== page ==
Gerrold Rewrites 'Next Generation' Script for 'New Voyages'By Michelle
March 15, 2007 - 9:19 PM
Decades after David Gerrold wrote a Star Trek script dealing with homosexuality that was shelved by the producers, a revamped version of the episode will be filmed by the fan series Star Trek: New Voyages.
"This script was written as a promise," Gerrold explained to AfterElton.com, explaining that Gene Roddenberry had told fans at a Star Trek convention that it was time for gay characters to appear by the era of The Next Generation. But Roddenberry's health was failing, and the producers overseeing the series rejected Gerrold's story, an AIDS allegory with a male couple.
"I knew about the script and the story, and I approached David with an idea of using it in our series," said New Voyages executive producer James Cawley. "A few of the original elements were kept intact but changed to make it relevant to 2001 as opposed to 1987." The gay characters in the revised script will be Captain Kirk's nephew Peter, seen as a child in "Operation: Annihilate", and his lover, Lieutenant Alex Freeman.
"Producers did not want to address homosexuality in Star Trek even though the original series talked about race and war and drugs and hippie culture," noted Cawley. "We have dared to [do] something that the franchise holders would never do. We are including an openly gay couple in the Enterprise, showing the world that...the prejudice and the bias will be gone [in the future]."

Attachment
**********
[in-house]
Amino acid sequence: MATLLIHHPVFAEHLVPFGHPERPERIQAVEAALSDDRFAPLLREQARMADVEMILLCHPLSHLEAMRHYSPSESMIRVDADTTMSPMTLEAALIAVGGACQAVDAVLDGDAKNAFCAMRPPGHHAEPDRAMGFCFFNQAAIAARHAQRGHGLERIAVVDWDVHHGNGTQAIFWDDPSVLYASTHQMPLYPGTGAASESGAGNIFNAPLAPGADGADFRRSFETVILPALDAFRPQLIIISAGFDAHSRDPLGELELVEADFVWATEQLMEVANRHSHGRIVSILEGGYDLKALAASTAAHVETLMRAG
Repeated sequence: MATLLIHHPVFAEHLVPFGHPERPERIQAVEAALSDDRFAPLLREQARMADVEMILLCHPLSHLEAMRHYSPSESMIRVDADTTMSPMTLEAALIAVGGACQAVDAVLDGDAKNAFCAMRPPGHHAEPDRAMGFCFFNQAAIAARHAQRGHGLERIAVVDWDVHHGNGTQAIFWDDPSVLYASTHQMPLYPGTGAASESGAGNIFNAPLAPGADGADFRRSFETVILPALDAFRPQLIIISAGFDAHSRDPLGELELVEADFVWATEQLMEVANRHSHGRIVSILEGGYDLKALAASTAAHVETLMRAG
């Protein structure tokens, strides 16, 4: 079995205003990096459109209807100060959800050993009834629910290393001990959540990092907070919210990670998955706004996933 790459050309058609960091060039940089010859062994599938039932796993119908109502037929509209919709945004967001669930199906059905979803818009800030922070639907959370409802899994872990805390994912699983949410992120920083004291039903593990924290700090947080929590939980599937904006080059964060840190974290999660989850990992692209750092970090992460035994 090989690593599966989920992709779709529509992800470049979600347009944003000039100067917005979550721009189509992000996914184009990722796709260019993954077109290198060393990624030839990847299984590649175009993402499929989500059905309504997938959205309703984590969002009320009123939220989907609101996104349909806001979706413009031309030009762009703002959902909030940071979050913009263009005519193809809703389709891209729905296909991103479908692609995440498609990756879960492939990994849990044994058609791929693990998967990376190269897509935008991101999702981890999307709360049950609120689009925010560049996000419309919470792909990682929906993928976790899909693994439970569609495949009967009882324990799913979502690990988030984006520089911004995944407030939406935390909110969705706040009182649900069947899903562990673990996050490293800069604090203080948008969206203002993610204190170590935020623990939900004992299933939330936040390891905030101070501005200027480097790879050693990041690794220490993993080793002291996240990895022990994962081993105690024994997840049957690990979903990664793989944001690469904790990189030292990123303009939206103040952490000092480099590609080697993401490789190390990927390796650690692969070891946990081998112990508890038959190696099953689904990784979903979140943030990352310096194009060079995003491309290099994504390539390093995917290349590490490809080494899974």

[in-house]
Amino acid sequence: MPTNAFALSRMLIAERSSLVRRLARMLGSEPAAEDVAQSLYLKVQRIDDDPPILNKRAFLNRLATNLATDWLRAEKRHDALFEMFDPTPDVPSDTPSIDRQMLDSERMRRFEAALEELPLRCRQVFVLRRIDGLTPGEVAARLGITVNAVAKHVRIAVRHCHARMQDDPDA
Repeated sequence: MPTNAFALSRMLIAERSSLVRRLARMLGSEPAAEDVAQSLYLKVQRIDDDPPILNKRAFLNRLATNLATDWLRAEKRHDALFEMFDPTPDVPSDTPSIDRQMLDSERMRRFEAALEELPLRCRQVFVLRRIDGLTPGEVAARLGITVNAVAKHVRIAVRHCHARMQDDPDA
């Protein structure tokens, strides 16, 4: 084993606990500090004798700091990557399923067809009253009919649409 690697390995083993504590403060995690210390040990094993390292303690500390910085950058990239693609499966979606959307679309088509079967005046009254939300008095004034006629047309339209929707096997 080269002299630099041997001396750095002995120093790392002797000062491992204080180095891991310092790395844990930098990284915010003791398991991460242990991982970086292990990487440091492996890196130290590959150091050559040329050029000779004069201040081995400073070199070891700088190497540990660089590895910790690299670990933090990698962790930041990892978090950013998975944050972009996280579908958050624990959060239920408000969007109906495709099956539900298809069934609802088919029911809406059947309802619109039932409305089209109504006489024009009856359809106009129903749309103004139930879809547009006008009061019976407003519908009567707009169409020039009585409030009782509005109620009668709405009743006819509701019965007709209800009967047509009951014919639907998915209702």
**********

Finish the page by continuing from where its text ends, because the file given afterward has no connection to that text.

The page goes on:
The actor playing Peter, Bobby Rice, has already been involved in another fan production, Star Trek: Hidden Frontier, which is set in the Next Generation era and has also included gay characters. Cawley saw his performance and sought him out to appear in New Frontier. "It's pretty wild. I never thought I'd be a Kirk," said Rice. "I feel like what we are doing is fantastic and groundbreaking...homosexuality should be generally accepted in the future. Star Trek has always been about tackling these kinds of issues."
Gerrold said that he was delighted with the longer screen time than a 44-minute television episode and the fact that he can portray events he could not have scripted in 1987. "At one point they are talking about getting married, and at one point they actually kiss on-screen. But we are not going any place that's thematically out of place in Star Trek," he said. "I'm enormously proud of how far we have come in such a short time and that I get to live long enough to see this episode be shot."
The original article is at AfterElton.com.